Australian pet owners are more likely to take a photo of their pooch on their smartphone than a member of their family, according to Nokia's own research.
To highlight this, Nokia worked with photographer Ruth O'Leary to take photos of Sydney's pets. O'Leary used the Lumia 1020 to capture the dogs playing on an afternoon in Centennial Park.
Having worked in graphic design for 10 years before taking up photography, O'Leary's real passion for pet photos came when she moved to Australia and acquired dogs of her own. She began to photograph them using a point-and-shoot, soon moving to an SLR. Now, her everyday kit consists of a Canon EOS 1D X and a 5D Mark II.
Swapping her regular tools for the Lumia 1020, O'Leary mostly used auto mode to capture the pets because of the changing lighting conditions. "I did a little bit in Lightroom and Photoshop," she said, "just some minor tweaks to make them look like the other photos that I take."
Keeping active pets concentrating long enough to look into the lens of a camera, or in this case a smartphone, can be challenging. "Most will work for food or the sound of a squeaky toy — that generally works for most dogs and cats," she said.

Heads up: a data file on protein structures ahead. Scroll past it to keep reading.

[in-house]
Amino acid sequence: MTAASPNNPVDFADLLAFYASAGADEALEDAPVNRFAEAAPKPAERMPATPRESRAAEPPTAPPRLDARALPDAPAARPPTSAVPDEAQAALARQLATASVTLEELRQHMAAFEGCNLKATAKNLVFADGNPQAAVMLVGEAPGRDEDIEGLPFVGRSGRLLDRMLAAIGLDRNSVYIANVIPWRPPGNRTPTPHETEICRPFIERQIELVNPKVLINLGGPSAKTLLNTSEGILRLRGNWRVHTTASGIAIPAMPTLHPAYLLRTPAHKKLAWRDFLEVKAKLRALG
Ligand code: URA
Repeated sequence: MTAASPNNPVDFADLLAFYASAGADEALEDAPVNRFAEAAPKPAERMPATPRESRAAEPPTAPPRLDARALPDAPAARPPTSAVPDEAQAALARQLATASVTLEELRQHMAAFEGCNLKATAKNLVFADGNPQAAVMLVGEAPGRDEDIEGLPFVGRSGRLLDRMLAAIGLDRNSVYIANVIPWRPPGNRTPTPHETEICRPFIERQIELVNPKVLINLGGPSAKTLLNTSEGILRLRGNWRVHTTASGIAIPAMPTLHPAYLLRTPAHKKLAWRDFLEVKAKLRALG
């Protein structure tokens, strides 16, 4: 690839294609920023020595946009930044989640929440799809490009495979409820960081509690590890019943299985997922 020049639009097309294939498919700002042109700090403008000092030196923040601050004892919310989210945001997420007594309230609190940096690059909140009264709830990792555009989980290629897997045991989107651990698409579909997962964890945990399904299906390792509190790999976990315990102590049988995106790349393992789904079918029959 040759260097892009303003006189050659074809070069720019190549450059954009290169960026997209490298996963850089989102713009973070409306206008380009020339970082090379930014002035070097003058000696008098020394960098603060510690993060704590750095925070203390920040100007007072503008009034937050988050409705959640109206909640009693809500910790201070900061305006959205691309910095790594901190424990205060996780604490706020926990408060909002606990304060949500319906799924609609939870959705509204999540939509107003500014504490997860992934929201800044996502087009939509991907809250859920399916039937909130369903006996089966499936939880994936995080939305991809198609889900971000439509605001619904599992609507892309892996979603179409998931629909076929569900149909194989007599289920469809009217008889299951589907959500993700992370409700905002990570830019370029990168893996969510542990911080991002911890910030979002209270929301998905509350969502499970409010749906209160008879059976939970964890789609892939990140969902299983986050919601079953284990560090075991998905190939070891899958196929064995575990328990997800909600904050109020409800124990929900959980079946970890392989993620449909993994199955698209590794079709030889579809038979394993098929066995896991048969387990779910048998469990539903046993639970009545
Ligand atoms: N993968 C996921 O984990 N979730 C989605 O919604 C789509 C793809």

"Some aren't very food driven, so you have got to make a complete idiot of yourself and jump around and make silly noises. I was quite lucky [on this shoot] that a lot of the dogs were very happy to work for food, so I went through a lot of treats."
For everyday photographers who want to use their smartphones to capture better images of their pets, O'Leary suggests working in a non-distracting environment for the best results. She also says good lighting is very important. "I don't tend to work in the direct sun; I think it's a bit harsh. So I find some open shade ... use treats and toys; most dogs will work for that. If they don't, then you're just going to have to bring out your silly voice!"